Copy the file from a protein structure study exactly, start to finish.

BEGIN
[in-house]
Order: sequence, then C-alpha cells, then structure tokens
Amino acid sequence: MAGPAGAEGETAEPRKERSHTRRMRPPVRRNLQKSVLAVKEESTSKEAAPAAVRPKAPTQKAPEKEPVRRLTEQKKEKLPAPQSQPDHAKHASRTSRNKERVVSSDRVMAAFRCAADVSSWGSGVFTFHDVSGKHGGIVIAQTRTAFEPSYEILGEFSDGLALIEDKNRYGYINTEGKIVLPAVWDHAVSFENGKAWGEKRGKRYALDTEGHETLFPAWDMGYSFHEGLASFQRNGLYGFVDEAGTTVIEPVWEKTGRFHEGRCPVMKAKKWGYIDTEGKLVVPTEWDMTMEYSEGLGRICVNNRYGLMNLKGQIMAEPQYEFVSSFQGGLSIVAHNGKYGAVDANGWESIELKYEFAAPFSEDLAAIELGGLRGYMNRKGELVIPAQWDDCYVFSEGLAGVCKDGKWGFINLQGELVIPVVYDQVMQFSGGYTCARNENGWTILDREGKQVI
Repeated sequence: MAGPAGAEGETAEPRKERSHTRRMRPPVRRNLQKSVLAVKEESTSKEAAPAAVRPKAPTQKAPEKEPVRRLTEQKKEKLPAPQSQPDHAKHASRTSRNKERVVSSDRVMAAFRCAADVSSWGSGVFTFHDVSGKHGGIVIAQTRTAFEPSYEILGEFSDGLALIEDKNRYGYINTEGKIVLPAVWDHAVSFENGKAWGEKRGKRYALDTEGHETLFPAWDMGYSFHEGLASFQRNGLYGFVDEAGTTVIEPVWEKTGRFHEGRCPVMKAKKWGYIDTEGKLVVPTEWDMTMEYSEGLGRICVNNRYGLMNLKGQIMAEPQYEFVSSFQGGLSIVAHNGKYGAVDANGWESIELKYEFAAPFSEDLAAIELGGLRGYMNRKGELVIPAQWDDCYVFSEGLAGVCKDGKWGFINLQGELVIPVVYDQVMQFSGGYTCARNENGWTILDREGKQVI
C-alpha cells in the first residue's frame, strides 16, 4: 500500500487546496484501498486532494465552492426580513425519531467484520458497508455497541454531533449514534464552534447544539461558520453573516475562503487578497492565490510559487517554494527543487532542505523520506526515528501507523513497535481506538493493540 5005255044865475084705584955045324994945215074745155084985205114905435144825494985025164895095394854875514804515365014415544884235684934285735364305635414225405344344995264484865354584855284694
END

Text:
[in-house]
Order: sequence, then C-alpha cells, then structure tokens
Amino acid sequence: MAGPAGAEGETAEPRKERSHTRRMRPPVRRNLQKSVLAVKEESTSKEAAPAAVRPKAPTQKAPEKEPVRRLTEQKKEKLPAPQSQPDHAKHASRTSRNKERVVSSDRVMAAFRCAADVSSWGSGVFTFHDVSGKHGGIVIAQTRTAFEPSYEILGEFSDGLALIEDKNRYGYINTEGKIVLPAVWDHAVSFENGKAWGEKRGKRYALDTEGHETLFPAWDMGYSFHEGLASFQRNGLYGFVDEAGTTVIEPVWEKTGRFHEGRCPVMKAKKWGYIDTEGKLVVPTEWDMTMEYSEGLGRICVNNRYGLMNLKGQIMAEPQYEFVSSFQGGLSIVAHNGKYGAVDANGWESIELKYEFAAPFSEDLAAIELGGLRGYMNRKGELVIPAQWDDCYVFSEGLAGVCKDGKWGFINLQGELVIPVVYDQVMQFSGGYTCARNENGWTILDREGKQVI
Repeated sequence: MAGPAGAEGETAEPRKERSHTRRMRPPVRRNLQKSVLAVKEESTSKEAAPAAVRPKAPTQKAPEKEPVRRLTEQKKEKLPAPQSQPDHAKHASRTSRNKERVVSSDRVMAAFRCAADVSSWGSGVFTFHDVSGKHGGIVIAQTRTAFEPSYEILGEFSDGLALIEDKNRYGYINTEGKIVLPAVWDHAVSFENGKAWGEKRGKRYALDTEGHETLFPAWDMGYSFHEGLASFQRNGLYGFVDEAGTTVIEPVWEKTGRFHEGRCPVMKAKKWGYIDTEGKLVVPTEWDMTMEYSEGLGRICVNNRYGLMNLKGQIMAEPQYEFVSSFQGGLSIVAHNGKYGAVDANGWESIELKYEFAAPFSEDLAAIELGGLRGYMNRKGELVIPAQWDDCYVFSEGLAGVCKDGKWGFINLQGELVIPVVYDQVMQFSGGYTCARNENGWTILDREGKQVI
C-alpha cells in the first residue's frame, strides 16, 4: 500500500487546496484501498486532494465552492426580513425519531467484520458497508455497541454531533449514534464552534447544539461558520453573516475562503487578497492565490510559487517554494527543487532542505523520506526515528501507523513497535481506538493493540 5005255044865475084705584955045324994945215074745155084985205114905435144825494985025164895095394854875514804515365014415544884235684934285735364305635414225405344344995264484865354584855284694